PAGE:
9. 9.
    Johnson-Laird, P.N., Byrne, R.M.J., Schaeken, W.: Propositional reasoning by model. Psychological Review 99, 418–439 (1992)CrossRefGoogle Scholar
  10. 10.
    Johnson-Laird, P.N.: Deductive reasoning. Annual Review of Psychology 50, 109–135 (1999)CrossRefGoogle Scholar
  11. 11.
    Johnson-Laird, P.N., Byrne, R.M.J.: Conditionals: a theory of meaning, pragmatics, inference. Psychological Review 109, 646–678 (2002)CrossRefGoogle Scholar
  12. 12.
    Byrne, R.M.J., Johnson-Laird, P.N.: “If” and the problem of conditional reasoning. Trends in Cognitive Sciences 13, 282–287 (2009)CrossRefGoogle Scholar
  13. 13.
    Johnson-Laird, P.: Deductive reasoning. WIREs Cognitive Science 1, 8–17 (2010)CrossRefGoogle Scholar
  14. 14.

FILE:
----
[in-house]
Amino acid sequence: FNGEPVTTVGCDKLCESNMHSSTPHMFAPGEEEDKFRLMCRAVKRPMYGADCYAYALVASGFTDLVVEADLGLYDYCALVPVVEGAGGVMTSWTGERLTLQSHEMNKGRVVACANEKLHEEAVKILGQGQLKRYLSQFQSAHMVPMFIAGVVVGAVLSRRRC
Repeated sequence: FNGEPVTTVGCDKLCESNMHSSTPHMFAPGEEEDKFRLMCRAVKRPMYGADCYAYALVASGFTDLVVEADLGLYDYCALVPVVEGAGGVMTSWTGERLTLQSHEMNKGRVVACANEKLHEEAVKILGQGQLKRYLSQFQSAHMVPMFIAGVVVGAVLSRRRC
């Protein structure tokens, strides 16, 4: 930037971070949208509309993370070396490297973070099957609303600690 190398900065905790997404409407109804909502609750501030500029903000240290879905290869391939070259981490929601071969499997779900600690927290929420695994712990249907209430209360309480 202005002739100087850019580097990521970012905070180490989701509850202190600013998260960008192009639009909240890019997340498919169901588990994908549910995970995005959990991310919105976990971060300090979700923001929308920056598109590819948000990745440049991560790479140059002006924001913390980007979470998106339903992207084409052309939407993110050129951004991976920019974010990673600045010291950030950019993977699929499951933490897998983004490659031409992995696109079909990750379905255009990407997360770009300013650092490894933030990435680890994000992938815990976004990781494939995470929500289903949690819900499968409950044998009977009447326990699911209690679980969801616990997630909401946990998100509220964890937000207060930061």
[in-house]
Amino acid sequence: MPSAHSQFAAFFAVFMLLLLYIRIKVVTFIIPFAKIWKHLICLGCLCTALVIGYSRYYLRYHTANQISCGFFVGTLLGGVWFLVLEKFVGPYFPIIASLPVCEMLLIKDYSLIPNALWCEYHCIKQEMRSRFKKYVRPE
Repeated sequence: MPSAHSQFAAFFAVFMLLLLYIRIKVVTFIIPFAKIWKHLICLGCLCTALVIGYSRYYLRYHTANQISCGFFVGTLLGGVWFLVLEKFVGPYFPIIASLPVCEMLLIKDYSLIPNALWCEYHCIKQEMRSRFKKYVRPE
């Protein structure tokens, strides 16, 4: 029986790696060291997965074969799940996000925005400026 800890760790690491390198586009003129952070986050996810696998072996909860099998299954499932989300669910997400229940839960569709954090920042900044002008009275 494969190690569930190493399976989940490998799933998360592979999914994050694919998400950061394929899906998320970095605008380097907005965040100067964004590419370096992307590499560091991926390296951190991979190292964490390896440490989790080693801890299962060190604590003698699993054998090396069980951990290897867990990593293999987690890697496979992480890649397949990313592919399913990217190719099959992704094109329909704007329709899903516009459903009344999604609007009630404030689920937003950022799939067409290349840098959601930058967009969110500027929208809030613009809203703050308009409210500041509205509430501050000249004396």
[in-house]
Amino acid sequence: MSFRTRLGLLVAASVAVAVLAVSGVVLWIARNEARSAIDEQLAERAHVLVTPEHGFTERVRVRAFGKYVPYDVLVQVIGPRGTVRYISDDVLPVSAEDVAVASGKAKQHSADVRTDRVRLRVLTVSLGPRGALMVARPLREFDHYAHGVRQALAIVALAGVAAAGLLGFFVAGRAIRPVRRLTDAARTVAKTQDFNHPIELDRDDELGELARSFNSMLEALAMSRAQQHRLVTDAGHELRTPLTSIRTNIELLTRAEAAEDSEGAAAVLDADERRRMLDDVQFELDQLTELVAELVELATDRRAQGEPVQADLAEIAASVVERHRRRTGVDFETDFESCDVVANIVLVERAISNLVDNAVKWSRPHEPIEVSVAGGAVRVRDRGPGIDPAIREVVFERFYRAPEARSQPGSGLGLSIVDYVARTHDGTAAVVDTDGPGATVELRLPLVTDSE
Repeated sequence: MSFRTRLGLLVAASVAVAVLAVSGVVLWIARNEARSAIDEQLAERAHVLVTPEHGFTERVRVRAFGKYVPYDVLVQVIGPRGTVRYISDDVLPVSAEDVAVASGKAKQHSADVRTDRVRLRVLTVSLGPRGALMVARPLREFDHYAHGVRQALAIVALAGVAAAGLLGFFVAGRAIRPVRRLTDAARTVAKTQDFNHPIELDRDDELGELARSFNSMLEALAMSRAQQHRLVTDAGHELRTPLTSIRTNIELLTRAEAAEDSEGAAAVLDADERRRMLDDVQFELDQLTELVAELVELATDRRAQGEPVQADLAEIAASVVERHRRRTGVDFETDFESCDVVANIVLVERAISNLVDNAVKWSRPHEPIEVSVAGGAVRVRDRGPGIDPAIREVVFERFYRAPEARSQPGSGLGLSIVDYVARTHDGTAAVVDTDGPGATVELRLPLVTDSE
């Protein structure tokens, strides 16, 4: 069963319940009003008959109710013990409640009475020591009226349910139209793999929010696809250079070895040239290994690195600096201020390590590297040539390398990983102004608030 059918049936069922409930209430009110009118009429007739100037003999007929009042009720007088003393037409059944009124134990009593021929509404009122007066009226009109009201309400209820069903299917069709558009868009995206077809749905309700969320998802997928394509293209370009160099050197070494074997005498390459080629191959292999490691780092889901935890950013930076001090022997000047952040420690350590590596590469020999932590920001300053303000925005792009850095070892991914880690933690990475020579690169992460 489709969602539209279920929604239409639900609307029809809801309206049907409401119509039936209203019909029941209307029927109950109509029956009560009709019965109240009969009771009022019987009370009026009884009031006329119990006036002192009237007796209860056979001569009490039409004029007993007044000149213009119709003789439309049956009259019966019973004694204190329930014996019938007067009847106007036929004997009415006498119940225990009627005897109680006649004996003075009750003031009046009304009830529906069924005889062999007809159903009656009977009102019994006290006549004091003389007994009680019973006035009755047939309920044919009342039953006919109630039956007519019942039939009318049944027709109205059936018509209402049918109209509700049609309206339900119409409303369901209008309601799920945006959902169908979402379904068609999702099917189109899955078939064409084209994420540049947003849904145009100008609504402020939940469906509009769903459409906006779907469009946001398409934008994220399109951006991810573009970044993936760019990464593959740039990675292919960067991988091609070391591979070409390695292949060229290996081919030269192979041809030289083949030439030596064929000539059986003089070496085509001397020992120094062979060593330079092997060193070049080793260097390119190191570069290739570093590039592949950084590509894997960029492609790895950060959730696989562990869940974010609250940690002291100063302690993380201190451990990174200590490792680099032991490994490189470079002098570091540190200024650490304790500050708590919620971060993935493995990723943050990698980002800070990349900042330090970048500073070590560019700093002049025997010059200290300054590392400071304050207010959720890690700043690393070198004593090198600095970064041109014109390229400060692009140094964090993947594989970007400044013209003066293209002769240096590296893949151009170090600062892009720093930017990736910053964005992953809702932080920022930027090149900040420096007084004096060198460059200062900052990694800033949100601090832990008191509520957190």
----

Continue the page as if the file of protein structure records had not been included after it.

O’Brien, D.P., Braine, M.D.S., Yang, Y.: Propositional reasoning by mental models? Simple to refute in principle and in practice. Psychological Review 101, 711–724 (1994)CrossRefGoogle Scholar
  15. 15.
    Braine, M.D.S., O’Brien, D.P., Noveck, I.A., Samuels, M.C., Lea, R.B., Fisch, S.M., Yang, Y.: Predicting intermediate and multiple conclusions in propositional logic inference problems: further evidence for a mental logic. Journal of Experimental Psychology 124A, 263–292 (1995)CrossRefGoogle Scholar
  16. 16.
    Garcıa-Madruga, J.A., Moreno, S., Carriedo, N., Gutierrez, F., Johnson-Laird, P.N.: Are conjunctive inferences easier than disjunctive inferences? A comparison of rules and models. Quarterly Journal of Experimental Psychology 54A, 613–632 (2001)CrossRefGoogle Scholar